In the short term, we believe recent market events have inevitably contributed to the demand for alternatives. After 30 years of strong fixed income markets, and global equities at or near all-time highs, asset allocators have to think hard about how to position their portfolios for the future. For example, the search for yield over the past few years has steadily driven investors to look for opportunities further up the credit curve and down the liquidity spectrum in order to generate sufficient income. Strategies like insurance-linked securities or bank loans, that were once the purview of a select group of niche investors, are now making regular appearances in the portfolios of pension funds and other mainstream institutional investors.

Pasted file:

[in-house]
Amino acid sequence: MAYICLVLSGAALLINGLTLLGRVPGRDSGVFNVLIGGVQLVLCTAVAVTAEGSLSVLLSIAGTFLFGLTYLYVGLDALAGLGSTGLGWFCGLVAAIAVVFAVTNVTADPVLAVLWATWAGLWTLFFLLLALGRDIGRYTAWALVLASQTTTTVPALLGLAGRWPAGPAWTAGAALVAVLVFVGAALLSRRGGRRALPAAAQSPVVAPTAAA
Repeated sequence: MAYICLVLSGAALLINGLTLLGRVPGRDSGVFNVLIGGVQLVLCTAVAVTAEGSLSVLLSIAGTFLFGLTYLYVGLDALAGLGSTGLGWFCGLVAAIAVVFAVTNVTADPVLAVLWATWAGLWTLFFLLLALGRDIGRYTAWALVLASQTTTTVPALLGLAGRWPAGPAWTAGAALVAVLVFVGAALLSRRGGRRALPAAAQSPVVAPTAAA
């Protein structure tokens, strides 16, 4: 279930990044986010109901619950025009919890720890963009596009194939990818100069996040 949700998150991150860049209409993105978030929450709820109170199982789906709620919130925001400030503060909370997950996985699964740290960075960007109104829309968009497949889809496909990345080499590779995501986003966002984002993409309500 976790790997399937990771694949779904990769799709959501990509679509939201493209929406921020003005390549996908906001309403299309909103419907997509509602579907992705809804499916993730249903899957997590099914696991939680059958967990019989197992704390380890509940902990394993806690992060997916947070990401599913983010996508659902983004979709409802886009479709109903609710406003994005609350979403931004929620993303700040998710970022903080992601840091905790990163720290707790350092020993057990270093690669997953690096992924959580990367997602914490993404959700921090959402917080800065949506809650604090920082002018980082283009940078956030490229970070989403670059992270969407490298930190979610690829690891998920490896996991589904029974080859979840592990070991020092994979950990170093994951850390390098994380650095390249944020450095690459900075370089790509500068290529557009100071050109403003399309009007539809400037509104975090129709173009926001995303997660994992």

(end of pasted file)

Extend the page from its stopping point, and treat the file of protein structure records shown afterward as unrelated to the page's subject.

However, it is not just the short-term considerations that are driving the growth in alternatives. As defined-benefit pension schemes mature, cash-flow matching becomes increasingly important, and this in turn is likely to support demand for cash-flow-generating assets. Investments that produce attractive long-term yields, particularly if they offer some form of inflation protection and yield expansion such as real estate, private debt and infrastructure, are likely to be useful tools in an asset-liability matching programme for the foreseeable future – even if we see interest rates eventually return to more normalized levels.